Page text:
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bjanes
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« Reply #7 on: January 03, 2010, 07:07:50 AM »
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Quote from: CaptnWil
I have spent some time working with the X-Rite Colorchecker Passport to produce camera profiles.  I have had much exchange with X-Rite and watched Michelís video.  For me, there are some strange things going on.

1.  From what I have read, the hardware and software are supposed to make a profile for that particular camera shooting in that particular light.

2.  I find from Michelís video, and other sources, that after jumping through all the profile making hoops, one must then also set the white balance in the application (Lightroom, etc.).

3.  In the video, that white balance was set by using the eye dropper on the appropriate square on the Passport on the same image which generated the profile in the first place.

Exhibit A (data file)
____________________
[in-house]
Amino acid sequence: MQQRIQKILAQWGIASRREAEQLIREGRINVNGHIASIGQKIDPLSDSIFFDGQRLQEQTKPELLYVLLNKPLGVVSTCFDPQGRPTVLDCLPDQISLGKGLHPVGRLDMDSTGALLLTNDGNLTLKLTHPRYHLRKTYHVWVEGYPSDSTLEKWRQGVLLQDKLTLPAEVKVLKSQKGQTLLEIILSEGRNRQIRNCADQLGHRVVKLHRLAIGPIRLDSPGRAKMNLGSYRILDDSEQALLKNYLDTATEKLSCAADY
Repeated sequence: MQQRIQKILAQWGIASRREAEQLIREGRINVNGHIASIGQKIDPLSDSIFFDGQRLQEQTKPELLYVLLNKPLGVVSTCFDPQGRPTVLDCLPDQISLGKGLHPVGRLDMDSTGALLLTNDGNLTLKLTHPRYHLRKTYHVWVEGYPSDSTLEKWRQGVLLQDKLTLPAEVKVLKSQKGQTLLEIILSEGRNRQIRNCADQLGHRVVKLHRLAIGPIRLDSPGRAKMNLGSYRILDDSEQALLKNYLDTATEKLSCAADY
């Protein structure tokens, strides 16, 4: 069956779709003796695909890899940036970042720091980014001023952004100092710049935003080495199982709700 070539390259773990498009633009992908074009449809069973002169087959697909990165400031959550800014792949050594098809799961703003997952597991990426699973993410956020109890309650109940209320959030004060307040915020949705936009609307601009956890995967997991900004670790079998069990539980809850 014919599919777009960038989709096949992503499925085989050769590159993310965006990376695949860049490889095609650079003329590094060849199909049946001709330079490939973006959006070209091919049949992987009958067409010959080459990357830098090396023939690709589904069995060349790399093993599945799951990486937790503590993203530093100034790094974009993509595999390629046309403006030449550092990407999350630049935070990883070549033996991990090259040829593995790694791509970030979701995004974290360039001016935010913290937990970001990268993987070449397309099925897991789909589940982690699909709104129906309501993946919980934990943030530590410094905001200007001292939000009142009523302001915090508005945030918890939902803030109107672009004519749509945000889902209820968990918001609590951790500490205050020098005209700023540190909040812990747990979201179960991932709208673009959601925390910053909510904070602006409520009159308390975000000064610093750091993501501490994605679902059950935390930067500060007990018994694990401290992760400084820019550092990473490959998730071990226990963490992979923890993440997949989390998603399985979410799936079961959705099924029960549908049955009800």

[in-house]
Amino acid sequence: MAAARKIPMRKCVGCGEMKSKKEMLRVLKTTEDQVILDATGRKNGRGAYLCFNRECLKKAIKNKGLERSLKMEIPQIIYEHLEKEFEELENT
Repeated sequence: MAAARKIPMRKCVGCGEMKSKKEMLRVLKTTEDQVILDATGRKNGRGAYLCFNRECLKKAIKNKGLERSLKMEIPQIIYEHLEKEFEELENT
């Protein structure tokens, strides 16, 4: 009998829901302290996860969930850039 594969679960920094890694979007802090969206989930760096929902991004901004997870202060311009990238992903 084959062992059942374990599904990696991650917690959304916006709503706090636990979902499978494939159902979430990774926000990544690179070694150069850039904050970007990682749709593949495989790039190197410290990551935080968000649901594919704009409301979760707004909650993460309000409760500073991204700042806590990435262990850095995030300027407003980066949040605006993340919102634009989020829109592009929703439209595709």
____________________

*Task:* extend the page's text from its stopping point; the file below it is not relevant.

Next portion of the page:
I also watched Micheal's video on the LL video journal, and the result he obtained with the Passport profile was much better than the results without it, but I wondered if similar results could have been obtained by shooting a Whibal or similar reference card to set the white point in Lightroom, without making a custom profile. I suppose, the results would vary with the lighting. With lighting conforming to black body spectra, I would think that the Whibal would work well, whereas the Passport profile would have an advantage with nonstandard illumination. In Micheal's shoot the light could have been filtered by the surrounding vegetation.